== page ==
Politicians like rebate checks, especially in an election year, because when you get a check you think the government has actually given you something, and the politicians who voted for the check will continuously remind you that they gave it to you.
In the early days of the NJ homestead rebate the checks would come out around November 1st, so recipients would think “look what I got from Brendon Bryne (the then Democratic governor)” and run out and vote Democrat on Election Day.
* TAX GURU Kerry M. Kerstetter and Joe Kristan from the ROTH AND COMPANY TAX UPDATE BLOG report that PayPal, the electronic remittance services, is complying with IRS summonses for customer records.
* Ryan Ellis of the TAX INFO BLOG has “turned me on” to a good “rollover chart” created by McKay Hochman Co that outlines the rollover rules (from one pension plan to another) after the Pension Protection Act of 2008.

* TAX PROF Paul Caron quotes from the Wall Street Journal's “Washington Wire” to report that, if elected, Republican presidential candidate John McCain would create a tax reform commission headed by former Federal Reserve Chairman Alan Greenspan. The WSJ quotes McCain as saying, “We need a fairer, flatter tax”.

* Gina of GINA’S TAX ARTICLES gets on her soapbox and provides some excellent, dead on commentary on sacrificing your retirement savings to pay for your kids’ college education in her post “
Roth IRA for College Savings”. As I said in my comment – “Right on, sister!”

* Chuck McCabe at the TAX INDUSTRY TALK blog reports that the day after the IRS suggested that it may prevent tax preparers from providing RALs and similar products such as RACs and Audit Insurance to taxpayers, “Jackson Hewitt’s stock price dropped by more than 23 percent and Block’s stock dropped by nearly 5%.” Good for them!

* Tax law professor Linda Beale of A TAXING MATTER joins me in speaking out against the IRS use of private collection agencies in an excellent commentary on the program in light of the recent report by the National Taxpayer Advocate in her post “National Taxpayer Advocate: 2007 Annual Report to Congress 4”.

I do not always agree with Linda’s opinions on tax policy issues, but in this case we are both on the same page.

* At TAX VOX, the Tax Policy Center blog, Ben Harris discusses, and I disagree with and comment on, “A Simple Tax Reform”.

* It wouldn’t be a complete BUZZ without something from the yellow rose of taxes, Kay Bell of DON’T MESS WITH TAXES. She reports that “
Uh oh! Audits Are Up”!

Over at
THE FLACH REPORT, my blog for the self-employed, I discussed deducting the business use of your car, a possible home office “standard deduction”, and some New Jersey issues.

And later today at
ANYTHING BUT TAXES I will be posting about a new source of free online episodes of past and present classic and cult television shows – for when there is nothing to watch on cable!


Friday, January 18, 2008


An Associated Press article reports that George W “told congressional leaders privately on Thursday he favors personal income tax rebates and tax breaks for businesses to help avert a recession”.

Please, please, please – no more tax rebate checks like those sent out during Bush’s first year in office. They cost the IRS a fortune and resulted in mucho confusion and tons of errors on 2001 tax returns.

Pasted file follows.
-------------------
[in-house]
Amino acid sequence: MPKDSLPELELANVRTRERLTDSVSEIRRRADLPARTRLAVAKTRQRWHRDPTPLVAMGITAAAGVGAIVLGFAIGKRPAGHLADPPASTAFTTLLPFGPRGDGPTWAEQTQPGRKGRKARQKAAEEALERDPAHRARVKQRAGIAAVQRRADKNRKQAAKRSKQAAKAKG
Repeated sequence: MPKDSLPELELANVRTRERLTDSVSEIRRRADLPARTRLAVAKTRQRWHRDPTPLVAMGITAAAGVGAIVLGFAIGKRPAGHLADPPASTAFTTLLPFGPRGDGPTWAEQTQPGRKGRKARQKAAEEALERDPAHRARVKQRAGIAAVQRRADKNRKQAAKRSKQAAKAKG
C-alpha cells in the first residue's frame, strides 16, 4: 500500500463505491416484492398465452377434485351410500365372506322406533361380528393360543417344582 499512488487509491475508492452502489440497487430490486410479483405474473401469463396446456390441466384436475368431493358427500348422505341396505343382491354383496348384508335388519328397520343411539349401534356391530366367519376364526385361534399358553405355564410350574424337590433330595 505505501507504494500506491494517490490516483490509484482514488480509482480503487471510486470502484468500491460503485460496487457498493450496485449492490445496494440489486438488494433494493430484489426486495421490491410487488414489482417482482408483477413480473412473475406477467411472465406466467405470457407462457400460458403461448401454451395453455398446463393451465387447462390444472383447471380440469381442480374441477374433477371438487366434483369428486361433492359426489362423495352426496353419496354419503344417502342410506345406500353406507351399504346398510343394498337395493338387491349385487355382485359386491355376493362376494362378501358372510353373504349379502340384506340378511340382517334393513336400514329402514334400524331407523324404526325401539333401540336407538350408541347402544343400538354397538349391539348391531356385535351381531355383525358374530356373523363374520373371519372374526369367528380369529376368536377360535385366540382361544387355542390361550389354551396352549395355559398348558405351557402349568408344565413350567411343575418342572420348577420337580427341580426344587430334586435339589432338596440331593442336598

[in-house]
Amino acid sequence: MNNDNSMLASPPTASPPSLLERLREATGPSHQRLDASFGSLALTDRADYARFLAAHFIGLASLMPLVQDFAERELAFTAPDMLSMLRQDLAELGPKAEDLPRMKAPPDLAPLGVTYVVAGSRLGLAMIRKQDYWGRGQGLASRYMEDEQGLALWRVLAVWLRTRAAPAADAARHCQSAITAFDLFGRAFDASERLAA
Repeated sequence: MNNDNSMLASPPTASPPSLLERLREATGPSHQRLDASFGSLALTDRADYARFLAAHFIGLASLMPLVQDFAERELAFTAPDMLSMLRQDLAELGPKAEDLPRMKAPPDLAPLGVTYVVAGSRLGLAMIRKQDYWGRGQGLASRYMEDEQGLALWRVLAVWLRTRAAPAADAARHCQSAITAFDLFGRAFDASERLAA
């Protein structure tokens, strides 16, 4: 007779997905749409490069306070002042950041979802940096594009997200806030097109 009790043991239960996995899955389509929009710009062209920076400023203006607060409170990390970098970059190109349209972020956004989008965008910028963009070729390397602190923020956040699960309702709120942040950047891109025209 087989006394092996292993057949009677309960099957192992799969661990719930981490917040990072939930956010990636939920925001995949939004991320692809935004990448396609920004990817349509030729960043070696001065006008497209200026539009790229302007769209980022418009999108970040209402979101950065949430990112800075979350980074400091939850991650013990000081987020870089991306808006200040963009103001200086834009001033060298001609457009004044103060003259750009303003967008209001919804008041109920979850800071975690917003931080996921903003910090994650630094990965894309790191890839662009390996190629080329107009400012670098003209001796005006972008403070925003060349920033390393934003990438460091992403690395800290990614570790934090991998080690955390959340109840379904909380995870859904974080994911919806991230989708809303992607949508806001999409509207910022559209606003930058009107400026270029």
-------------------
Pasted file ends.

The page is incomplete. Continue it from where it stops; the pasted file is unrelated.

There have got to be better ways of getting money quickly into the hands of taxpayers.

Here’s an idea. Why not a “payroll tax holiday”? This concept was proposed a few years ago, but never acted upon. Here is how it could work –

Beginning with March 1st of 2008, the first $4,850 of wages earned by an employee over the age of 17 (or 18) would be exempt from at least the employee share of the 6.2% Social Security tax. This comes out to $300.70 per person. Over a period of time, in many cases one month or less, an employee would receive a total of $300.70 more in his/her paycheck. FYI The 2001 rebates were $300.00 per person.

Workers who earn more than the $102,000 Social Security earning threshold during calendar year 2008 will eventually pay the maximum Social Security tax – so they would in effect pay back the advance by the end of the year.

A special code for Box 12 of the 2008 Form W-2 would identify the amount of the payroll tax holiday savings, so this advance could be “paid back”, if Congress so desires, on the 2008 tax return in the form of a reduction of federal income taxes withheld.

Congress could also provide a payroll tax holiday on the employer’s share as well to put extra money in the hands of businesses. Or it could limit the employer payroll tax holiday to businesses with less than $X dollars of gross receipts in 2007, or with less than X number of employees, to direct the extra cash to only small businesses.

This is just a quick alternative suggestion off the top of my head – but it shows that there is more than one way to do it.

While I realize that I may be asking too much, what I would want Congress to do if they want to enact some kind of immediate rebate distribution is to put some serious thought into finding a way to do so that would generate the least amount of cost to the IRS, create the least amount of confusion, and reduce the potential for FUs on the 2008 Form 1040 or 1040A. Don’t just do the quickest and simplest thing and mail out checks now and damn the consequences.

Congress responding and not reacting – what a concept!


Thursday, January 17, 2008


It’s about that time of the year for my annual posting on Choosing A Tax Preparer. So here goes: